This post is a little bit “late”, but after some fantastic inspiration over the last 48 hours, I have been called to finish it…Better late than never!
I finally understand why Whatcom County’s world-class 100 mile “Ski to Sea” race event is so popular locally and abroad. It’s not common for a city and county to be able to host such an epic event and and make it all “work”. This is what makes this little haven in the Pacific Northwest so epic. the 100th (annual) Ski to Sea race reminded me why I am right where I need to be at this point in my life.
Let me explain…
5 am: Race Day
WAKE UP!!! Everything’s ready to go…The coffee pot is steaming hot from the the 4:45am preset so we grab our cups and hop in the mountain rig to travel 56 long miles up highway 542 East (to Mt. Baker Ski area). The trip starts in North Bellingham and ends up at the top of Mt. Baker Ski area. At 7:30, The roads close about half-way up Mt. Baker Highway (for the safety of participants) so being on time is essential.
In some instances, as a first-leg racer, you’d be dropping off a canoe and two teammates at the Nooksack river in the small town of Everson. Fianally, you would also likely drop off a road biker about 8-miles before reaching the top of the mountain. Now if your whole team car-pooled for the race, you are one of three people left in the rig: A cross-country skier, a hiker/snowboarder (or skier), and/or a runner. Your last-leg kayaker is probably still back at camp enjoying the fact that they get to sleep in for a couple more hours.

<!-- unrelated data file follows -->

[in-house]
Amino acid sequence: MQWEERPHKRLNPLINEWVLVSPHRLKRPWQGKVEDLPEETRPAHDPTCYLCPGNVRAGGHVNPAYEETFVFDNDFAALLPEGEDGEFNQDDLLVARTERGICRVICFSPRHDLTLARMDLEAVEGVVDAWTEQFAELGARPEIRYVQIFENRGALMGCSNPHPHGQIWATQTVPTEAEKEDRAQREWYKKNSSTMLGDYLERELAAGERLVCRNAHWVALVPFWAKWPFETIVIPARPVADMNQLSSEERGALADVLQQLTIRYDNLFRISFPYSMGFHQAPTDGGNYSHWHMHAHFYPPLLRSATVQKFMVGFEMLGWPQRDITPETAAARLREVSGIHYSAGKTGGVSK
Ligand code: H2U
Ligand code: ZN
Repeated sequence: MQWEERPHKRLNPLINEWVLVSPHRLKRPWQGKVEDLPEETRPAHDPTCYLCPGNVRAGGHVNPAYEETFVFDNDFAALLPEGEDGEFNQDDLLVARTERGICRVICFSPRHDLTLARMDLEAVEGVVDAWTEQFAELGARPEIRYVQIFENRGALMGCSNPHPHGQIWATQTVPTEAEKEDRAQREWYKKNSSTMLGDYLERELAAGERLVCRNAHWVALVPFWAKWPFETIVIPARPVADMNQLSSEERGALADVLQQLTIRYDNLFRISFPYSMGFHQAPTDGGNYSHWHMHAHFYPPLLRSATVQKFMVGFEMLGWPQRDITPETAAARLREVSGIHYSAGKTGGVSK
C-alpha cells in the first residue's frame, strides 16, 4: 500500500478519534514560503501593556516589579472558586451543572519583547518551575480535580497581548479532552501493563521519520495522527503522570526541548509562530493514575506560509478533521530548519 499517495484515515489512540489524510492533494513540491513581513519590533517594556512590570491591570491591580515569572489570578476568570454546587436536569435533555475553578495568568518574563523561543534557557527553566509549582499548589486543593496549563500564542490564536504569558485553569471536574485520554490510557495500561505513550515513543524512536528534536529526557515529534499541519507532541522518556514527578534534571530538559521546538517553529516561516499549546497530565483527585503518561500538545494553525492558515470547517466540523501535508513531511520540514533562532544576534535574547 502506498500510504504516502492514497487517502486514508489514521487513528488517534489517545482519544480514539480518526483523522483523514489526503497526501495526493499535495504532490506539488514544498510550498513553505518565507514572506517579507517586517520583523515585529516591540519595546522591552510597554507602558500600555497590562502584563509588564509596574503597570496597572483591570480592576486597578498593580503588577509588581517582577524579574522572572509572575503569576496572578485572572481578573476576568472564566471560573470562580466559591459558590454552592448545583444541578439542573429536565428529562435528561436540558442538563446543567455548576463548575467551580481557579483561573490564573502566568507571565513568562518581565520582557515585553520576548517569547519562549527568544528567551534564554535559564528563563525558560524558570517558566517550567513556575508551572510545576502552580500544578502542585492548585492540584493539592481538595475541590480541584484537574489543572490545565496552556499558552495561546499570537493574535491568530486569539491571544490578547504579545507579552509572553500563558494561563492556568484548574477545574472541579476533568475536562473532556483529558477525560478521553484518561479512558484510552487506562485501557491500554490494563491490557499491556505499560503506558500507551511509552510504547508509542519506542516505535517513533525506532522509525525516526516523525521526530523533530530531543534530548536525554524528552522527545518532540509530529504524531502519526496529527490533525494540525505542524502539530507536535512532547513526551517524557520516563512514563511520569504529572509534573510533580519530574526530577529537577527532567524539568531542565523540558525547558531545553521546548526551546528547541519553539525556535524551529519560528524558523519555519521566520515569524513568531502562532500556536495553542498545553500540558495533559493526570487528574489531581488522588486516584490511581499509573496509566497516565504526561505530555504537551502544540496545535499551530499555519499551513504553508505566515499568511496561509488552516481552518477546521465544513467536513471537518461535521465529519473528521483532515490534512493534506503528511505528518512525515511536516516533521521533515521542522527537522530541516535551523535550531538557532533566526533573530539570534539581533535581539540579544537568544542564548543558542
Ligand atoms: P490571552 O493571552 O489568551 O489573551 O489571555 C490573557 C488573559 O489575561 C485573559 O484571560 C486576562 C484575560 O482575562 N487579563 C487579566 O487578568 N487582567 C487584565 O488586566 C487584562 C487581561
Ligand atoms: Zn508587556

So what’s next? 500 cross-country skiers gather around a start gate to anxiously wait the big blast-off. Families, friends, volunteers, helicopters and photographers gather around to catch a piece of history.
BLAST OFF! 500 x-country skiers take off in a cluster of epic proportions.
Next leg (mine): Hike halfway up a mountain and ski or snowboard down…Hand off to the runner, who then hands off to the road biker who hands off to the canoer who hands off to a mountain biker who hands off to the final leg kayaker who finishes the 100 mile race in beautiful Fairhaven in front of a anxious and energized crowd. The finish line festivities are something can only be truly appreciated by being there.
With that said, I hope that someday you can have the opportunity to experience the this epic and delightful day. It has changed me. It has changed our community. It is Whatcom county, and in my opinion, the Pacific Northwest at it’s absolute best.